How long did the first humans live? Could they have been Homo erectus? If they were really Homo erectus, how would humans be related to these humans?
This isn’t a new question. It’s something that was very much on my mind when I began writing this post, because the human lineage is one of those fascinating topics that has been studied since the beginning of humankind. The most interesting evidence that has been uncovered in the past decade is that there are distinct species within this human lineage. What do these distinct species look like? What do they eat? What are their cultural aspects? These questions are among the most important to explore as we continue to learn more about the evolution of the human species.
One of the most interesting questions that has already been addressed is the relationship of modern humans and Neanderthals. Humans are related to two populations of humans. Some scholars and anthropologists have hypothesized that one of the two lineages of human is genetically distinct. I know what you’re thinking, and I don’t agree with you. Human ancestry is a highly complex topic, and it is a topic that will continue to be investigated as further evidence is uncovered.
So what was the relationship between modern humans and Neanderthals? How did they differ? This is a topic that is still in the very early stages of study. The most recent studies, some of which I’ve written about before, have shown that they did not differ in genetic makeup or even in physical appearance. The biggest clue seems to be in the behavior. We know that Neanderthals did not eat or engage in any modern human-like behaviors, but there are many questions on the matter of Neanderthal behaviors.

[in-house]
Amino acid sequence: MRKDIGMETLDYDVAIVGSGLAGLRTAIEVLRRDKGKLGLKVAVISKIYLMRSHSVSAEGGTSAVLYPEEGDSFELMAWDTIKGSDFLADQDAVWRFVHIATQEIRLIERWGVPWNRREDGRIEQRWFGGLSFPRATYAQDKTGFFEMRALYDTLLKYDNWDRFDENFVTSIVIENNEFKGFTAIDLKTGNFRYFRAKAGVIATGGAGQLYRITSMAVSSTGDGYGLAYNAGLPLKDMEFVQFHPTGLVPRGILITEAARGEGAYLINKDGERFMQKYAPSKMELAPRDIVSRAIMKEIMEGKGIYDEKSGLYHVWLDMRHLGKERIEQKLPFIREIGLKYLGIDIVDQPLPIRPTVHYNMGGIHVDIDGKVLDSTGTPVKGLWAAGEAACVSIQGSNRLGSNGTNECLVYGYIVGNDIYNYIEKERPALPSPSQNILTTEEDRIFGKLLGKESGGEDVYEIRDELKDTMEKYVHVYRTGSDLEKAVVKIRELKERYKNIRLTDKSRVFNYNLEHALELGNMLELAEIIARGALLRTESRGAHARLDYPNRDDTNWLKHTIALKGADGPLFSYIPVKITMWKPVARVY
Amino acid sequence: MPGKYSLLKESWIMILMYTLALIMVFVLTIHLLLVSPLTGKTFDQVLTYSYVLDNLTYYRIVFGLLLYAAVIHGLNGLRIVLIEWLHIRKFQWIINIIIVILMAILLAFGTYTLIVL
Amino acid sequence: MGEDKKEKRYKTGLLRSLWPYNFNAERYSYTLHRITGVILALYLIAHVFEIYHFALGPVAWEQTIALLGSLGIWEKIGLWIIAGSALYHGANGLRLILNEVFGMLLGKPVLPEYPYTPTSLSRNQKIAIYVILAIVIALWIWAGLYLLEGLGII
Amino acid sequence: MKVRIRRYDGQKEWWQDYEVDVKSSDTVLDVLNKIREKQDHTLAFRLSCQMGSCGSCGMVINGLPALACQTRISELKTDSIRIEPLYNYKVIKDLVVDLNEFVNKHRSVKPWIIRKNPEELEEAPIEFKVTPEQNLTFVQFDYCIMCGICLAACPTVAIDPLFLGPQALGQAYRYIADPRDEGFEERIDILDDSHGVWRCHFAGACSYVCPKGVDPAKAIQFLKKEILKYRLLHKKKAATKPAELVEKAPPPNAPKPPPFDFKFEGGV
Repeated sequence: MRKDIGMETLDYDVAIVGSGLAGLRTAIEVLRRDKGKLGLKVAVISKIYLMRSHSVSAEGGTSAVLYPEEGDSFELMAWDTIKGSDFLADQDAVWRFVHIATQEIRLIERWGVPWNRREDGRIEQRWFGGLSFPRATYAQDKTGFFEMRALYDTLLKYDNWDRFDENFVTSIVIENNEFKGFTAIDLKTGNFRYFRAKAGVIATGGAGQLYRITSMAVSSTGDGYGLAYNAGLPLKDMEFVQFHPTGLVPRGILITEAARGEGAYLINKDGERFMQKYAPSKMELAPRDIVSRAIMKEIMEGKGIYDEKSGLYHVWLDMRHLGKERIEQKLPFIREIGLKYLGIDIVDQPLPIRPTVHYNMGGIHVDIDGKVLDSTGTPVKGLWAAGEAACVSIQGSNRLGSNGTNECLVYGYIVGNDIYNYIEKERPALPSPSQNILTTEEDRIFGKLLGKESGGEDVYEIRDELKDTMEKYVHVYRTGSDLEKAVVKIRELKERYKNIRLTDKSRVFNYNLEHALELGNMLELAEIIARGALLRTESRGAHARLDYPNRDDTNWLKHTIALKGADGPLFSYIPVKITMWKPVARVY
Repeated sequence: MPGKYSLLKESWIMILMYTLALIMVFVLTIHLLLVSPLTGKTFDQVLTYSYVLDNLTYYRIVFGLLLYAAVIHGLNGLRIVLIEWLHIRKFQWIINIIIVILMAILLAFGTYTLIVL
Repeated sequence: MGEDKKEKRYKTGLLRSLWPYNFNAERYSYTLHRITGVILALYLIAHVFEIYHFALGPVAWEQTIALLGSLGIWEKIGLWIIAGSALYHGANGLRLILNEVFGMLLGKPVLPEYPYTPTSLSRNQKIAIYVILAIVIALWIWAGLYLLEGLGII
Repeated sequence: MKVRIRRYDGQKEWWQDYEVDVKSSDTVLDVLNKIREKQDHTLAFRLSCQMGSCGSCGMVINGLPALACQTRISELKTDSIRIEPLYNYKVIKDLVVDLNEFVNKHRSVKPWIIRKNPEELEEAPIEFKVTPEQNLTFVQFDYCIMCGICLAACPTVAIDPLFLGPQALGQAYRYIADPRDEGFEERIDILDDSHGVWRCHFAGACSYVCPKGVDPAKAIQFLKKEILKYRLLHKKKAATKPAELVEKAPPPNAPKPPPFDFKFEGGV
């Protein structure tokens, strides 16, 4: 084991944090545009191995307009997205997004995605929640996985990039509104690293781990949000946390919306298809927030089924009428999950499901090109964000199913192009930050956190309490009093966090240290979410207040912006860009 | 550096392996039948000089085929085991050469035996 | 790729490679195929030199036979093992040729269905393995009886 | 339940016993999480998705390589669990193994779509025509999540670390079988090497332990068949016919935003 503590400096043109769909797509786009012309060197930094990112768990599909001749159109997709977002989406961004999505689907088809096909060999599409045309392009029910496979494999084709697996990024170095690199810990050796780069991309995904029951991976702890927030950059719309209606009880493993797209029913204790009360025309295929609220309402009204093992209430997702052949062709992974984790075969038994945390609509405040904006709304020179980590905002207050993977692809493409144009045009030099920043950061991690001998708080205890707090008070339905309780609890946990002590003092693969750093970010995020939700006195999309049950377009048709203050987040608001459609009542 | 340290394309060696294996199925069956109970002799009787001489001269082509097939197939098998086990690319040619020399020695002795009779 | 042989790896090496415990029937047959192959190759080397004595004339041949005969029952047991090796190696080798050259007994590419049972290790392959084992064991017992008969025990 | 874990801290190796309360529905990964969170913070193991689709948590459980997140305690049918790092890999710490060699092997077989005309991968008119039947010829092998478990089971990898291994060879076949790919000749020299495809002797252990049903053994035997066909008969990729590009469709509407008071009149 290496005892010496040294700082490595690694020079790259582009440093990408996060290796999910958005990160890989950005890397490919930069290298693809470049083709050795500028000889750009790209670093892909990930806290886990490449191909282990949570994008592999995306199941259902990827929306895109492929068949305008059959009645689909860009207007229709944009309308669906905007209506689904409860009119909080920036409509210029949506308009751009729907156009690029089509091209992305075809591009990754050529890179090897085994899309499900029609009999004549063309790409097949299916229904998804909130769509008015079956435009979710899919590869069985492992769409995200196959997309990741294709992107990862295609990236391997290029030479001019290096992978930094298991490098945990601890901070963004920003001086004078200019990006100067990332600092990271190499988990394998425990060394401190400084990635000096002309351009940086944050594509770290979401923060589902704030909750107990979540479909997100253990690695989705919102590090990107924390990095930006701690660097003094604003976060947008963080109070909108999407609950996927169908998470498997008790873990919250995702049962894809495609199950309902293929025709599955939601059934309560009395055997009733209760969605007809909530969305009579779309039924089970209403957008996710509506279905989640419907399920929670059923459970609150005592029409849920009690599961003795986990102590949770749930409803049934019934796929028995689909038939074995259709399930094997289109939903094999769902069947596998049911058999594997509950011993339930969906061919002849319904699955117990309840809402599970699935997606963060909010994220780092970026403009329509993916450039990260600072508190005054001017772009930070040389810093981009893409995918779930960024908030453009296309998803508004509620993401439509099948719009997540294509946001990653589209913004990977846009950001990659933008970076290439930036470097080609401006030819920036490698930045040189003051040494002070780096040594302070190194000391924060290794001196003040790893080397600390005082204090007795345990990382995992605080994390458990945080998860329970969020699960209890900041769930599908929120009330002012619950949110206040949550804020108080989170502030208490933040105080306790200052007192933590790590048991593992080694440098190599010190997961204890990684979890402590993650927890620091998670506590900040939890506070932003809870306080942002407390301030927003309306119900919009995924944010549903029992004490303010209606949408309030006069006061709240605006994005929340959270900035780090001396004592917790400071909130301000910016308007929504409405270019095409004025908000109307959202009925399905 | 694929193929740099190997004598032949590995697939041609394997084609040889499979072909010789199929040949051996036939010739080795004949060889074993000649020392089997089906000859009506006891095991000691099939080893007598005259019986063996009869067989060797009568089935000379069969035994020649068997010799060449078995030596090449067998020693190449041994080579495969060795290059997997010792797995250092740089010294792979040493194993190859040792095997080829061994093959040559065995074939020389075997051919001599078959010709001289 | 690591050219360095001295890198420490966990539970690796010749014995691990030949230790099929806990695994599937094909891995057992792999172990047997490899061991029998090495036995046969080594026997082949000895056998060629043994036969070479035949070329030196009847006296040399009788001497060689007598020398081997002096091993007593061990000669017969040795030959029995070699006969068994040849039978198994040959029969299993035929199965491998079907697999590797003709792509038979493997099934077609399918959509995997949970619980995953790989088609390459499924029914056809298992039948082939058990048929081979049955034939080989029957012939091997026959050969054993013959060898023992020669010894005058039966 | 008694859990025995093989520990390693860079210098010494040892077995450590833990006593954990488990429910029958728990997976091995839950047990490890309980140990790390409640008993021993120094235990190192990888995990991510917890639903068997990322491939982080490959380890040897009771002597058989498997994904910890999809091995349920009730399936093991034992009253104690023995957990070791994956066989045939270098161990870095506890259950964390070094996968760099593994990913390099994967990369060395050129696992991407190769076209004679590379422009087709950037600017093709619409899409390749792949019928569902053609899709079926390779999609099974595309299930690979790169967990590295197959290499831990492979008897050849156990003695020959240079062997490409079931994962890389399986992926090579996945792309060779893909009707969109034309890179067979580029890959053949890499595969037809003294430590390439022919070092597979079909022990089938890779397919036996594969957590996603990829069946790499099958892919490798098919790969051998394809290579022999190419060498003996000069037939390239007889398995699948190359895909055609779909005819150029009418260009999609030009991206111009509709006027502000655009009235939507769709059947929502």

Neanderthals appear to have used fire very little in the archaeological record. This may be because they were scavengers, as well as because they probably didn’t have access to fire to begin with. They certainly didn’t have to scavenge to survive. When they did eat, they could have consumed a variety of wild animal materials. We know that Neanderthals were very skilled in foraging, and they seem to have been very good at getting their hands on raw materials and raw meat from both wild animals and domestic animals. Many sources suggest that Neanderthals possessed a rudimentary knowledge of agriculture.
It’s interesting to me to think about the possibility that some of the behaviors that we associate with Neanderthals were the result of some of these hunter-gatherer behaviors, but was that the case? It’s
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